Justifying TorturePosted: February 15, 2008
From an interview with the chimp;
But his most controversial remarks were over waterboarding. He told the BBC’s Matt Frei: “To the critics, I ask them this: when we, within the law, interrogate and get information that protects ourselves and possibly others in other nations to prevent attacks, which attack would they have hoped that we wouldn’t have prevented?
What? In english please you mentally challenged muppet-bot! This half-wit should be impeached for crimes against cogency alone.
“And so, the United States will act within the law. We’ll make sure professionals have the tools necessary to do their job within the law.”
He claimed the families of victims of the July 7 terror attacks in London would understand his position. “I suspect the families of those victims understand the nature of killers. What people gotta understand is that we’ll make decisions based upon law. We’re a nation of law.”
A leader who obtains power by means of impassioned appeals to the emotions and prejudices of the populace.
In the BBC interview, Bush was asked whether, given waterboarding and other alleged human rights abuses, he could claim the US still occupied the moral high ground. He replied: “Absolutely.”
He added: “We believe in human rights and human dignity. We believe in the human condition. We believe in freedom. And we’re willing to take the lead. We’re willing to ask nations to do hard things. We’re willing to accept responsibilities. And – yeah, no question in my mind, it’s a nation that’s a force for good.
“And history will judge the decisions made during this period of time as necessary decisions.”
More “history will judge” nonsense from the functional-illiterate-in-chief. As if the passage of time could ever mitigate the disaster that is his administration, or paint it in a more sympathetic light. Would you like to know how much of the present (the part of the present whose interests your decisions don’t serve, that actually respects human rights, and that don’t blindly worship authority) judges the decisions you have made? Would you even listen?
On Guantánamo Bay, where the US has held hundreds of prisoners for years without trial, he said he would “like it to be empty” but he was “comfortable with recognising this is still a dangerous world”.
He said: “There’s some people there that need to be tried. And there will be a trial. And they’ll have their day in court. Unlike what they did to other people.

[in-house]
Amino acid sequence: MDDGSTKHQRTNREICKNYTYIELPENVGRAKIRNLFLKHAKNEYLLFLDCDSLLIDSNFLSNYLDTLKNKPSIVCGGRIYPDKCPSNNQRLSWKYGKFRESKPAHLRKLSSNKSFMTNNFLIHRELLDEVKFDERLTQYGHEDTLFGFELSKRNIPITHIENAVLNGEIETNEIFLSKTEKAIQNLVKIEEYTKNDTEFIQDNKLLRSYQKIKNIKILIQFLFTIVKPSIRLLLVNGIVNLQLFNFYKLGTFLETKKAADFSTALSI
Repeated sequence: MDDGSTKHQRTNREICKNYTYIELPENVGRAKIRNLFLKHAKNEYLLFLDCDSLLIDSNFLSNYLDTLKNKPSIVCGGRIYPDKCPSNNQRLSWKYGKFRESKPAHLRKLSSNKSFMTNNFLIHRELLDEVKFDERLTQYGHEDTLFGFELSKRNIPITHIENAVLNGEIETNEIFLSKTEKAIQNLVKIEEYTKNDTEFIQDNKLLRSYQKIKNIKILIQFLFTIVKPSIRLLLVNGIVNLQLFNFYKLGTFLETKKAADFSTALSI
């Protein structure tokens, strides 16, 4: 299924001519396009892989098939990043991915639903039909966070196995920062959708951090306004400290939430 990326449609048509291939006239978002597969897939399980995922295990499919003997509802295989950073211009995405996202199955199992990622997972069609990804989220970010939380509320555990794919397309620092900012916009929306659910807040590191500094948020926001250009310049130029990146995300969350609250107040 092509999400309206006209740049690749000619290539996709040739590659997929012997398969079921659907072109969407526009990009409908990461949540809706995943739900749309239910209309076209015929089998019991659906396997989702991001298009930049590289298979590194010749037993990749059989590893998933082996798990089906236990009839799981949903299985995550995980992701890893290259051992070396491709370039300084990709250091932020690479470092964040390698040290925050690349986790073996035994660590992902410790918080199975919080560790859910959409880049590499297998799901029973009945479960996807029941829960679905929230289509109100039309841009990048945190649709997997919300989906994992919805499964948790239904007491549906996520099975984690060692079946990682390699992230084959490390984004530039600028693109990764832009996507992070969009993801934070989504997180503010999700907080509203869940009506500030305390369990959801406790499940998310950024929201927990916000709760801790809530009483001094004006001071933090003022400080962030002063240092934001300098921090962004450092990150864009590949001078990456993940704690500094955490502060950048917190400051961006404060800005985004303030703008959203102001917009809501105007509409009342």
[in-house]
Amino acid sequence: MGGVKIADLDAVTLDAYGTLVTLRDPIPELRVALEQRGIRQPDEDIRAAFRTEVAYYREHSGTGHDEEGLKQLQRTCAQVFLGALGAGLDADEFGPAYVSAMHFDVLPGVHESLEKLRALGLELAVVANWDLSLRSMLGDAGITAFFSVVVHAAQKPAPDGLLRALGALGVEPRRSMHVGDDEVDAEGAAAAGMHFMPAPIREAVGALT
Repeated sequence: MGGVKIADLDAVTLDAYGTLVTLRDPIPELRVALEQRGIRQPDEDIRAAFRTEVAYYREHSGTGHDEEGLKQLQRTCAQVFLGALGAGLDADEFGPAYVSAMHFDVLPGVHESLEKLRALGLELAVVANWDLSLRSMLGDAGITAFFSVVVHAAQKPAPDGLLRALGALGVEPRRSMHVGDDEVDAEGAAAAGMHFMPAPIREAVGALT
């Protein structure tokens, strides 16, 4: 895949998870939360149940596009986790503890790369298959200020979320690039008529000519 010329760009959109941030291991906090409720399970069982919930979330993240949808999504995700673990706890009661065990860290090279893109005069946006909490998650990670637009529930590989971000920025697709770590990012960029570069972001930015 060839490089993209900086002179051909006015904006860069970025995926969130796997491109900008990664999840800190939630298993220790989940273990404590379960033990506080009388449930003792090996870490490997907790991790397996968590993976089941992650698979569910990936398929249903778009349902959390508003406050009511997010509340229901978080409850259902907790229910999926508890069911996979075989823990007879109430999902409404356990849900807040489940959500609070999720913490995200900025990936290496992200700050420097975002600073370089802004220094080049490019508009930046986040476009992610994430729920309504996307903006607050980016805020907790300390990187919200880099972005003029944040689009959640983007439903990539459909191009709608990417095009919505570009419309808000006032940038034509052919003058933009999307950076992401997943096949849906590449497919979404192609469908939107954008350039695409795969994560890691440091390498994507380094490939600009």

“Now, there’s great concern about and I can understand this, that these people be given rights. They’re not willing to grant the same rights to others. They’ll murder. But, you gotta understand, they’re getting rights. And I’m comfortable with the decisions we’ve made.”
He is comfortable with the decisions they’ve made. He is a sociopath.
Commenting on at his legacy, he listed as pluses Afghanistan, Iraq and recognition of the right to Palestinians to their own state.
“You know, dealing with liberating 25 million in Afghanistan is part of what I hope people think of when they look at my presidency. Being the first president to propose a two-state solution on Israel and Palestine. I mean, there’s a lot of other issues. And I’m happy with Iraq.
“The … decision to move Saddam Hussein was right. And this democracy [in Iraq] is now taking root.
“And I’m confident that if America does not become isolationist – you know, and allow the terrorists to take back over, Iraq will succeed.”
The Bush-bot is happy with Iraq. Bless his feeble mind! He’s like a child who proudly reveals a stool to an adoring parent; “I made this!”. And he says this democracy thing is taking root in Iraq. That’s right; exiles are returning to Iraq in their droves.
Isn’t it obvious his legacy will be one of lies and genocide? His fabrications have resulted in the deaths of millions. He is a mass murderer. He is a terrorist. And to be perfectly frank, after the last 7 or 8 years, the rest of the world, I’m sure, would welcome an isolationist America. Because we are now very afraid of you America.